Seismic Recognition and Evaluation of Mixed Turbidite Contourite Systems

Spectrum’s Karyna Rodriguez originally produced this abstract for EAGE 2019.

2018 saw a series of major discoveries in what is conventionally classified as deep water, including Ranger and Longtail (part of the Liza complex) in Guyana, Guanxuma in Brazil and Calypso in Cyprus. These discoveries accounted for the biggest proportion of resources discovered in 2018. Exploration efforts should clearly be heading in this direction, targeting significant remaining potential. Most of the deep water environment is considered as frontier exploration ground where long offset 2D seismic data is proving to form an integral part of taking the first steps in identifying both proven and new play fairways.

In this deep water setting, drift (or coast parallel bottom currents) and turbidite (or gravity) processes are common along continental margins. The interaction of these processes can build large mixed / hybrid (turbiditic-contouritic) depositional systems. These have only been recently recognized and are only now being studied in more detail. One of the leading research groups is part of a joint industry project (JIP) led by Royal Holloway under Javier Hernandez Molina and supported by a group of major oil companies. This initiative has led to the start of widespread recognition of these systems at a global scale by integrating outcrop, well and seismic data and should make an important contribution in our understanding of contourite-influenced areas.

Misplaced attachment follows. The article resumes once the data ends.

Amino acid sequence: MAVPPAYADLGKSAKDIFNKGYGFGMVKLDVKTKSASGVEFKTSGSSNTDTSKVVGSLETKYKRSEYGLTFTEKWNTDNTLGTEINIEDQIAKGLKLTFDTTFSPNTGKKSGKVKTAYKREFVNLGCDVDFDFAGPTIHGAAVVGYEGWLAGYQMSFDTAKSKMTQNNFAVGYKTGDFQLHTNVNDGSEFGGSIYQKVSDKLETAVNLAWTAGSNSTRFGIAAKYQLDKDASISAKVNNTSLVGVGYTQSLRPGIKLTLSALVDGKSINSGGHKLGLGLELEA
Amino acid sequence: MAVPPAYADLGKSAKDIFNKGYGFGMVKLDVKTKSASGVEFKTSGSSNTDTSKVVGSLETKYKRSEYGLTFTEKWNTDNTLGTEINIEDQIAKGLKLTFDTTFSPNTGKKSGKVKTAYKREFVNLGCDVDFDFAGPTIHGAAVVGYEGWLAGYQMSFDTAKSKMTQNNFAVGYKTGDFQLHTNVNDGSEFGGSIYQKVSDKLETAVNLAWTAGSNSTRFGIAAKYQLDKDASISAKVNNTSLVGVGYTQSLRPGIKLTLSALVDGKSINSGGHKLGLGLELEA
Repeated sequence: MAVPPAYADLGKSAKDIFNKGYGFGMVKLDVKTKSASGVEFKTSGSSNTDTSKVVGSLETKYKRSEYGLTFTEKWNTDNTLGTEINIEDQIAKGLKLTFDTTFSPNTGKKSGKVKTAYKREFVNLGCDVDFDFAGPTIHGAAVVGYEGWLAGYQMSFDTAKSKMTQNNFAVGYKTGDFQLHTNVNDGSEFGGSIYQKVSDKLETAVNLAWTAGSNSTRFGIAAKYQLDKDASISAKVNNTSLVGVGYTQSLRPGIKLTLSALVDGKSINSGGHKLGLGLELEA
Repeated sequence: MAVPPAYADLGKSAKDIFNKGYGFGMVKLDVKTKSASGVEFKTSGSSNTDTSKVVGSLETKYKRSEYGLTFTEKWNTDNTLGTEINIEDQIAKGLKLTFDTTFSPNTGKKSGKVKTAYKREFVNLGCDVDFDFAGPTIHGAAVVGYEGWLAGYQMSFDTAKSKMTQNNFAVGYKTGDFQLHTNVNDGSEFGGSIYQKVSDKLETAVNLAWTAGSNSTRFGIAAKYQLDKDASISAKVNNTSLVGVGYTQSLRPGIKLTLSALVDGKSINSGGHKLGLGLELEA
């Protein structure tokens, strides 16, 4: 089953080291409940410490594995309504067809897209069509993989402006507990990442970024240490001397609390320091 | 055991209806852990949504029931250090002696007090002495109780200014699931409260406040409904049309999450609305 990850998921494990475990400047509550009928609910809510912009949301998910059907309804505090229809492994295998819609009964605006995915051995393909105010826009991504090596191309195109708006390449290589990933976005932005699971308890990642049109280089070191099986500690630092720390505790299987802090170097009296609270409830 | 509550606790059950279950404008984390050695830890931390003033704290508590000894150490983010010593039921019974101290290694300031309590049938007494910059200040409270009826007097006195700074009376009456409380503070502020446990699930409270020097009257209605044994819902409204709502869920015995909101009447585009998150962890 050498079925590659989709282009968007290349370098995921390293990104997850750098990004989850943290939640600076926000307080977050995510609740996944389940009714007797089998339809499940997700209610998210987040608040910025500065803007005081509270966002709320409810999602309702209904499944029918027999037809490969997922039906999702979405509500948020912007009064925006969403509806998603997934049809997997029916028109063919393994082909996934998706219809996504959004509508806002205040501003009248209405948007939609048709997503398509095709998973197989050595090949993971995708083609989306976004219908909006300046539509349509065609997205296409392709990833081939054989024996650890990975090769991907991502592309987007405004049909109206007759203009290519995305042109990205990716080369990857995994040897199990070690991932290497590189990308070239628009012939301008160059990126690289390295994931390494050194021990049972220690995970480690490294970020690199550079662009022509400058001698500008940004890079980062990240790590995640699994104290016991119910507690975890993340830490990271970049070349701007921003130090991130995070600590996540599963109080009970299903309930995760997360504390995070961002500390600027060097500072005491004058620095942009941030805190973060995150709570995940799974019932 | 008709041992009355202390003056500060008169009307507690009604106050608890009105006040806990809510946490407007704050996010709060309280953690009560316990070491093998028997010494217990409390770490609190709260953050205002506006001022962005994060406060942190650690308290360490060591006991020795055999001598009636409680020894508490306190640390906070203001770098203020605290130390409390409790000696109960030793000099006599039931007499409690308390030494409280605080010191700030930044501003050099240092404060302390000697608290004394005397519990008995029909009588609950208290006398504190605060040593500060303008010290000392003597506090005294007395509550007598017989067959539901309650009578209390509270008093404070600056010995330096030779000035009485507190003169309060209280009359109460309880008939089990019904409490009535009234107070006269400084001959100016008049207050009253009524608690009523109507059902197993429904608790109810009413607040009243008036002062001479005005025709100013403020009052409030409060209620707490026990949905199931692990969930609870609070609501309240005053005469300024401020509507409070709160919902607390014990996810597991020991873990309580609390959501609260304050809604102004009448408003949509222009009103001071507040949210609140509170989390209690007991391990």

Several prolific discoveries have been associated with hybrid turbidite-contourite systems, of which the most notable is in the Rovuma Basin offshore Mozambique (Maba Complex 85 TCF) (Palermo et al., 2014). Another significant hydrocarbon accumulation associated with a mixed system, though not published as this type of depositional system but with clear seismic indications, is the deep water confined channel Barra complex (3 BBOIP) in the Sergipe Basin, Brazil. This study focuses on recognizing and evaluating these mixed systems on seismic data using several examples from a comprehensive global long offset 2D seismic dataset (Figure 1). The work aims to contribute to the understanding of these depositional systems which have already proven to contain significant potential and as indicated by this study, have clear signs of being associated with huge hydrocarbon potential.

 

Click to read the full abstract here:
Seismic Recognition and Evaluation of Mixed Turbidite Contourite Systems